The challenge with large deployments that span geographic locations is that it requires a lot of backend infrastructure to support this design even with Erasure Coding. Depending on the rate of change is the amount of data that will traverse the WAN could potentially be quite substantial. So replication of data is still typically used for situations were data needs to be sent to a remote location with Erasure Coding taking place at a single location.
NoSQL DB – NoSQL is a non-rational database designed for large scale deployments, where unstructured data are stored across multiple nodes or servers. This is a distributed architecture which sales horizontally as data grows this is no decrease in performance. This is the opposite with rational databases. Rational databases typically require more compute horsepower and only scale vertically meaning you need a larger box when you have consumed all resources. NoSQL originally took off with the growth in Web 2.0 applications but we’re now seeing it be used in big data applications and cloud storage. The ability for NoSQL to scale makes it a good choice for object storage were small objects are used.
Object Storage is still hasn’t been adopted by the enterprise. Part of the challenge is its limited use cases and the small number of products available on in the market. As mentioned earlier, Object Storage was designed to address a need in software development to access data without the complexities other older technologies and massive growth in unstructured data. We should start to see move adoption on these type of technologies in the next 5 to 10 years. Analysts are predicting unstructured data to grow as much as 20 to 40 times. The only way to address this massive growth is Object Storage. Backup and Archive is another area were we could see Object Storage take off in the next few years. It’s a great way to backup data to disk and start phasing out that tape environment. We are already starting to see a lot of backup vendors developing gateways. You need what is called a gateway server or appliance to convert NAS/SAN based protocols to REST or S3. At some point you’ll see media servers natively support this function as it grows in popularity. This was the same challenge backup vendors had when writing to disk 10 years ago. A VTL has to be used to present disks based storage because backup vendors could only write to tape.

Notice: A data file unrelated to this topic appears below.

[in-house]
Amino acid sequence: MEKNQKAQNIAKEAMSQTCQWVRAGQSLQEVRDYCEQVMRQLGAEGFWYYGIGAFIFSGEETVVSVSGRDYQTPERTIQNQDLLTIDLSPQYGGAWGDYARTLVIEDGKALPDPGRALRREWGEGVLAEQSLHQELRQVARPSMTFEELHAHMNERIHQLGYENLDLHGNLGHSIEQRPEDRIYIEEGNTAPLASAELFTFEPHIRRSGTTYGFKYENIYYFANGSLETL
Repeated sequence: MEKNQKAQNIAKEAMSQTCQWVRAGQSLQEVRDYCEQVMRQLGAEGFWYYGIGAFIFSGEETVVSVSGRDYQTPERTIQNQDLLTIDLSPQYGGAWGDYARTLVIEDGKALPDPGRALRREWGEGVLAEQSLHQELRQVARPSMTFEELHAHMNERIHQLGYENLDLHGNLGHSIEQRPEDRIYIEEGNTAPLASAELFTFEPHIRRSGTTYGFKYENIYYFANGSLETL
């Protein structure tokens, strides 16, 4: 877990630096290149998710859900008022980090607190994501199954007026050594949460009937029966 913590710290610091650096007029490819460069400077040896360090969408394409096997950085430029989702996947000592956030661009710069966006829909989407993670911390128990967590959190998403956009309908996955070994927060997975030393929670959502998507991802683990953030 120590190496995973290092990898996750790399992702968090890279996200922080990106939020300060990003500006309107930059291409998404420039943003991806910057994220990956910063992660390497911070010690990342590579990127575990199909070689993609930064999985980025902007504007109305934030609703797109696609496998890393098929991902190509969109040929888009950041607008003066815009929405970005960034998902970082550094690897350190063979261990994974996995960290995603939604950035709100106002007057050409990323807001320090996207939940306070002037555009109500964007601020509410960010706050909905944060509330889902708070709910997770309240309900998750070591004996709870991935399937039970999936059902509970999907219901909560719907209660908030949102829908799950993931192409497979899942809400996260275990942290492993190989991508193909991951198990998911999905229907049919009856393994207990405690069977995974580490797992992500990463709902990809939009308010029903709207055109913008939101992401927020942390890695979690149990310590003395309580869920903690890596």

As mentioned earlier, object based storage is a great solution for unstructured data, backup and archive. However, it is not a good option for virtualization, databases, and other high I/O workloads. Block and files based storage that’s Flash optimized is better solutions for these type of workloads. I do see the gap shrinking between object based storage and the more traditional methodologies, e.g. SAN and NAS in the next 10 years.